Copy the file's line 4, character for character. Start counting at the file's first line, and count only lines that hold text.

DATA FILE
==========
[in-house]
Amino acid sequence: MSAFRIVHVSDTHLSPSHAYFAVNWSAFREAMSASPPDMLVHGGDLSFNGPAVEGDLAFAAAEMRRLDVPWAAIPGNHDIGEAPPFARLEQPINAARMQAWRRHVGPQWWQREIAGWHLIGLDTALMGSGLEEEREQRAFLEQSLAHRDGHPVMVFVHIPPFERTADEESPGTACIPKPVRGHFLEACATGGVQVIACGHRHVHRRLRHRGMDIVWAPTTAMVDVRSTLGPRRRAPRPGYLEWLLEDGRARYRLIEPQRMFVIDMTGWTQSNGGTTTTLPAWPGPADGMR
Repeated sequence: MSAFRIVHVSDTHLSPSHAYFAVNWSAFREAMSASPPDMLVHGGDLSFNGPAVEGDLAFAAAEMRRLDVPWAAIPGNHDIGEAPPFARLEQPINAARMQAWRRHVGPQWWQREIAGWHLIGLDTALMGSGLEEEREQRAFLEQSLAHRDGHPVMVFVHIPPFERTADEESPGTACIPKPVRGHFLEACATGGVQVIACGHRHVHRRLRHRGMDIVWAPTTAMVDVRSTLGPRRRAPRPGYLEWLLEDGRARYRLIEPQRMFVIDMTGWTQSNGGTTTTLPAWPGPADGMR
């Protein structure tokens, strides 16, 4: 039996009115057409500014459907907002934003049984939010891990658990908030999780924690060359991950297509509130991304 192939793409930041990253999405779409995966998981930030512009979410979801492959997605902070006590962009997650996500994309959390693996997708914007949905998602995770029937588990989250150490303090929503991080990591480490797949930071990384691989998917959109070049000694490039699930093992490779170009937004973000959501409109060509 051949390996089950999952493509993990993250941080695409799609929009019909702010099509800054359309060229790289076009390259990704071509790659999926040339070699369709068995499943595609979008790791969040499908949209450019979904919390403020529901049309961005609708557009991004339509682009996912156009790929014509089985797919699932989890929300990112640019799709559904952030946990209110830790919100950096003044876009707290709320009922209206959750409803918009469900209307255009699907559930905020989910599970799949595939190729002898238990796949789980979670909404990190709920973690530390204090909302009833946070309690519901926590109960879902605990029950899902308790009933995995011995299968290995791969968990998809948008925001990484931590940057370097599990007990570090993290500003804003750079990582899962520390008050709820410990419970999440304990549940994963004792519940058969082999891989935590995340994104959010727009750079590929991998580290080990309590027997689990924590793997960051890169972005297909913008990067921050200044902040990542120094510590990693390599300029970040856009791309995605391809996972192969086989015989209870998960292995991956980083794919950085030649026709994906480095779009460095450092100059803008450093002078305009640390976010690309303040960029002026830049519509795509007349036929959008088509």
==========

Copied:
């Protein structure tokens, strides 16, 4: 039996009115057409500014459907907002934003049984939010891990658990908030999780924690060359991950297509509130991304 192939793409930041990253999405779409995966998981930030512009979410979801492959997605902070006590962009997650996500994309959390693996997708914007949905998602995770029937588990989250150490303090929503991080990591480490797949930071990384691989998917959109070049000694490039699930093992490779170009937004973000959501409109060509 051949390996089950999952493509993990993250941080695409799609929009019909702010099509800054359309060229790289076009390259990704071509790659999926040339070699369709068995499943595609979008790791969040499908949209450019979904919390403020529901049309961005609708557009991004339509682009996912156009790929014509089985797919699932989890929300990112640019799709559904952030946990209110830790919100950096003044876009707290709320009922209206959750409803918009469900209307255009699907559930905020989910599970799949595939190729002898238990796949789980979670909404990190709920973690530390204090909302009833946070309690519901926590109960879902605990029950899902308790009933995995011995299968290995791969968990998809948008925001990484931590940057370097599990007990570090993290500003804003750079990582899962520390008050709820410990419970999440304990549940994963004792519940058969082999891989935590995340994104959010727009750079590929991998580290080990309590027997689990924590793997960051890169972005297909913008990067921050200044902040990542120094510590990693390599300029970040856009791309995605391809996972192969086989015989209870998960292995991956980083794919950085030649026709994906480095779009460095450092100059803008450093002078305009640390976010690309303040960029002026830049519509795509007349036929959008088509």